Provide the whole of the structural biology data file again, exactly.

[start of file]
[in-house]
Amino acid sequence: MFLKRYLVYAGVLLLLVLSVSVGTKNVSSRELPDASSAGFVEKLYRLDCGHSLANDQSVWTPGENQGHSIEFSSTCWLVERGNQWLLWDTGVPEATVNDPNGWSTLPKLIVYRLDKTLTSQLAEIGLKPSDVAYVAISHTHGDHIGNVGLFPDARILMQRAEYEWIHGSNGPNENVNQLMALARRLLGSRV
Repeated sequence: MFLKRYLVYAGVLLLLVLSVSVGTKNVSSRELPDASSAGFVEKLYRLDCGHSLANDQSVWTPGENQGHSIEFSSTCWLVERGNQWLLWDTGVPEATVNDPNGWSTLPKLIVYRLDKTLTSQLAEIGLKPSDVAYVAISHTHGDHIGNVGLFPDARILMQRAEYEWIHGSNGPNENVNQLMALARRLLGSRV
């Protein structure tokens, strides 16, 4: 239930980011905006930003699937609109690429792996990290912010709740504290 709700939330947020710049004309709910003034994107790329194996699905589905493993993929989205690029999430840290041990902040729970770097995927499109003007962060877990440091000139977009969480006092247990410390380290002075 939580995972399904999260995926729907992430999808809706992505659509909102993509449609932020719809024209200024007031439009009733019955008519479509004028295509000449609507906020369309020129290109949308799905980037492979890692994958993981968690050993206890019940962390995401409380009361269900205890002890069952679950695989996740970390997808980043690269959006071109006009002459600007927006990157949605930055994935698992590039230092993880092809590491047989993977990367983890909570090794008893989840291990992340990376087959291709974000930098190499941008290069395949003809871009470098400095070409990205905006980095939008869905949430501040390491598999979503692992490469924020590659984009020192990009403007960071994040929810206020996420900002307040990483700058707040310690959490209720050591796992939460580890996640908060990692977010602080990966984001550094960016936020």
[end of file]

[in-house]
Amino acid sequence: MFLKRYLVYAGVLLLLVLSVSVGTKNVSSRELPDASSAGFVEKLYRLDCGHSLANDQSVWTPGENQGHSIEFSSTCWLVERGNQWLLWDTGVPEATVNDPNGWSTLPKLIVYRLDKTLTSQLAEIGLKPSDVAYVAISHTHGDHIGNVGLFPDARILMQRAEYEWIHGSNGPNENVNQLMALARRLLGSRV
Repeated sequence: MFLKRYLVYAGVLLLLVLSVSVGTKNVSSRELPDASSAGFVEKLYRLDCGHSLANDQSVWTPGENQGHSIEFSSTCWLVERGNQWLLWDTGVPEATVNDPNGWSTLPKLIVYRLDKTLTSQLAEIGLKPSDVAYVAISHTHGDHIGNVGLFPDARILMQRAEYEWIHGSNGPNENVNQLMALARRLLGSRV
């Protein structure tokens, strides 16, 4: 239930980011905006930003699937609109690429792996990290912010709740504290 709700939330947020710049004309709910003034994107790329194996699905589905493993993929989205690029999430840290041990902040729970770097995927499109003007962060877990440091000139977009969480006092247990410390380290002075 939580995972399904999260995926729907992430999808809706992505659509909102993509449609932020719809024209200024007031439009009733019955008519479509004028295509000449609507906020369309020129290109949308799905980037492979890692994958993981968690050993206890019940962390995401409380009361269900205890002890069952679950695989996740970390997808980043690269959006071109006009002459600007927006990157949605930055994935698992590039230092993880092809590491047989993977990367983890909570090794008893989840291990992340990376087959291709974000930098190499941008290069395949003809871009470098400095070409990205905006980095939008869905949430501040390491598999979503692992490469924020590659984009020192990009403007960071994040929810206020996420900002307040990483700058707040310690959490209720050591796992939460580890996640908060990692977010602080990966984001550094960016936020």